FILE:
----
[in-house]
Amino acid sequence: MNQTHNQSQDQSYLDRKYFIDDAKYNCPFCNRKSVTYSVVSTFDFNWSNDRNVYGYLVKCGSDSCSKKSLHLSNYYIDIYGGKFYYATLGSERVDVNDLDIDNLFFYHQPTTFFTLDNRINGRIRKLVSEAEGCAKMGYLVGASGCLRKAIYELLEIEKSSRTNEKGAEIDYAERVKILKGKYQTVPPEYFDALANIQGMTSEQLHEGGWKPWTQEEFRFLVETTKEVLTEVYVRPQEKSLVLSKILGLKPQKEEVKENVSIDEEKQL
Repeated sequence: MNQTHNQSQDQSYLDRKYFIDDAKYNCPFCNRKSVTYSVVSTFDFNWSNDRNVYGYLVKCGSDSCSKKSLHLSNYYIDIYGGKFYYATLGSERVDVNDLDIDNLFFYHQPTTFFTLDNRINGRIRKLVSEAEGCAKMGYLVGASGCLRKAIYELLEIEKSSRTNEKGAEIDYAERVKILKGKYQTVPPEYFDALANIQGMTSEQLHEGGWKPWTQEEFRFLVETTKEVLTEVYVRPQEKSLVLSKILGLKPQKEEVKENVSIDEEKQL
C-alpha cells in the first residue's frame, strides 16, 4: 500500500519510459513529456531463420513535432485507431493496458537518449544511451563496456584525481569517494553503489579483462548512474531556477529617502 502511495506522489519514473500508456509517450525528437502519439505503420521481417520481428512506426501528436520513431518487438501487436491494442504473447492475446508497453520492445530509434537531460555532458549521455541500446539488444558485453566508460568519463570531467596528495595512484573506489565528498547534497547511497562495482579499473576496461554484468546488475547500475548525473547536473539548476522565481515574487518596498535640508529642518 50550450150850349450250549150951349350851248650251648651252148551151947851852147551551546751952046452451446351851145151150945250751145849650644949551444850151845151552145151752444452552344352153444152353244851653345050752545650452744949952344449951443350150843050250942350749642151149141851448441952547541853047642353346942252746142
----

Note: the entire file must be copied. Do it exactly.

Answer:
[in-house]
Amino acid sequence: MNQTHNQSQDQSYLDRKYFIDDAKYNCPFCNRKSVTYSVVSTFDFNWSNDRNVYGYLVKCGSDSCSKKSLHLSNYYIDIYGGKFYYATLGSERVDVNDLDIDNLFFYHQPTTFFTLDNRINGRIRKLVSEAEGCAKMGYLVGASGCLRKAIYELLEIEKSSRTNEKGAEIDYAERVKILKGKYQTVPPEYFDALANIQGMTSEQLHEGGWKPWTQEEFRFLVETTKEVLTEVYVRPQEKSLVLSKILGLKPQKEEVKENVSIDEEKQL
Repeated sequence: MNQTHNQSQDQSYLDRKYFIDDAKYNCPFCNRKSVTYSVVSTFDFNWSNDRNVYGYLVKCGSDSCSKKSLHLSNYYIDIYGGKFYYATLGSERVDVNDLDIDNLFFYHQPTTFFTLDNRINGRIRKLVSEAEGCAKMGYLVGASGCLRKAIYELLEIEKSSRTNEKGAEIDYAERVKILKGKYQTVPPEYFDALANIQGMTSEQLHEGGWKPWTQEEFRFLVETTKEVLTEVYVRPQEKSLVLSKILGLKPQKEEVKENVSIDEEKQL
C-alpha cells in the first residue's frame, strides 16, 4: 500500500519510459513529456531463420513535432485507431493496458537518449544511451563496456584525481569517494553503489579483462548512474531556477529617502 502511495506522489519514473500508456509517450525528437502519439505503420521481417520481428512506426501528436520513431518487438501487436491494442504473447492475446508497453520492445530509434537531460555532458549521455541500446539488444558485453566508460568519463570531467596528495595512484573506489565528498547534497547511497562495482579499473576496461554484468546488475547500475548525473547536473539548476522565481515574487518596498535640508529642518 50550450150850349450250549150951349350851248650251648651252148551151947851852147551551546751952046452451446351851145151150945250751145849650644949551444850151845151552145151752444452552344352153444152353244851653345050752545650452744949952344449951443350150843050250942350749642151149141851448441952547541853047642353346942252746142